- The Washington Times - Tuesday, February 6, 2007

Eric Fehr had a productive first year of professional hockey, spending most of his time with Hershey in the American Hockey League last season while getting a small taste of life in the NHL.

The edict from Washington Capitals management for his first offseason as a pro was pretty simple: Fehr needed to fill out his 6-foot-3 frame.

So Fehr, one of the Caps’ top prospects and projected by some scouts to be a prototypical power forward someday, went to work on adding more power to his game.

“I changed my program completely,” Fehr said. “I took out the cardio work, and I just went straight for strength and worked on skating and conditioning.”

He returned to Hershey to start the season and had a two-game callup in late November, but Fehr rejoined the Caps last week. In his first game back against Carolina, Fehr notched his first NHL goal and nearly added another after stealing the puck in front of goaltender Cam Ward.

In five games since his return to the team, Fehr has at least two shots in every game and has created some quality scoring chances.

“I think that was sort of signature Eric Fehr,” Caps coach Glen Hanlon said after Fehr’s first night back. “He played with confidence. I think the commitment to fitness in the summer has really paid off. I think it is really noticeable — he can win battles.”

Fehr had an accomplished junior career with the Brandon Wheat Kings of the Western Hockey League. The Caps selected him with the 18th pick overall in the 2003 draft, and he proceeded to rack up back-to-back 50-goal seasons, including WHL-best totals of 59 tallies and 111 points in the 2004-05 season.

Last season Fehr had 25 goals and 53 points in 70 games as a 20-year old rookie for the Bears. He spent 11 games with the Caps late in the season but didn’t see much action and was sent back to Hershey for the AHL playoffs.

“I’ve got to be careful with how I word this, but we didn’t really accommodate him because sort of in the back of our minds we knew it wasn’t something that was going to be long term,” Hanlon said. “We felt for his development he should get down to Hershey, play lots of minutes and win a championship, and it worked out. So when he came up it was a matter of finding seven minutes for him so he could get the feel of what it is like to play in the NHL so he’s comfortable.”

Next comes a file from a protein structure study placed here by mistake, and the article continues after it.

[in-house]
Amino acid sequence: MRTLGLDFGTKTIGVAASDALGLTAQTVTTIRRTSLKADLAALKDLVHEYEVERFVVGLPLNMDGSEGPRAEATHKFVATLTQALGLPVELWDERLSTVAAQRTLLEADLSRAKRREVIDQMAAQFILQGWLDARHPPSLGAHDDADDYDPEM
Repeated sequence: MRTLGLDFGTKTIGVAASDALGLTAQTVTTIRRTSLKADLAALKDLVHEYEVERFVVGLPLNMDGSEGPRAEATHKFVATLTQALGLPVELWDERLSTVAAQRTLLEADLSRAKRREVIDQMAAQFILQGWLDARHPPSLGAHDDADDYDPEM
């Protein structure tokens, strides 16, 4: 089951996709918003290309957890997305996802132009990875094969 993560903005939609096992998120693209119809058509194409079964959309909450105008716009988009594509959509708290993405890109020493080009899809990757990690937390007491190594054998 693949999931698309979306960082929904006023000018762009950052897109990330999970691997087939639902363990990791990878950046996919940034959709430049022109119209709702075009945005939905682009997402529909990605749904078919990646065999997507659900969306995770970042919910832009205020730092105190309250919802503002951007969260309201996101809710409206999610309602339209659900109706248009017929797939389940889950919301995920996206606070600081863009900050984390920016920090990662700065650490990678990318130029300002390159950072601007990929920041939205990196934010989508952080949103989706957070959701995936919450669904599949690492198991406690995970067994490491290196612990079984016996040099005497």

Before this season Fehr came to camp with the Caps hoping to stick with the parent club but instead began his second stint with the Bears. He returned to a scoring pace more in line with his junior hockey success. Fehr had 22 goals and 41 points in 40 games with Hershey and patiently waited for his chance.

“I didn’t really know what to expect. In juniors we had a pretty good team, and I had some pretty good success,” Fehr said. “You can’t necessarily expect to make the jump right to the NHL. I’ve played down in the AHL, and I feel like I’ve improved in a lot of the things that I need to get better on. Hopefully those are the things that lead me to be successful in the NHL.”

Hanlon has played Fehr on the Caps’ second line with Alexander Semin and Brooks Laich during this recent callup. He has played between 10 and 12 minutes a game and even logged a little more than four minutes on the power play Sunday against the Islanders.

As Fehr continues to grow into his body, the Caps hope his size and soft hands will be a perfect compliment on the right side of a line with either Semin or Alex Ovechkin opposite him.

“Every time he has come up he’s played really well,” Caps captain Chris Clark said. “It is just a matter of time for him to be a steady player here.”

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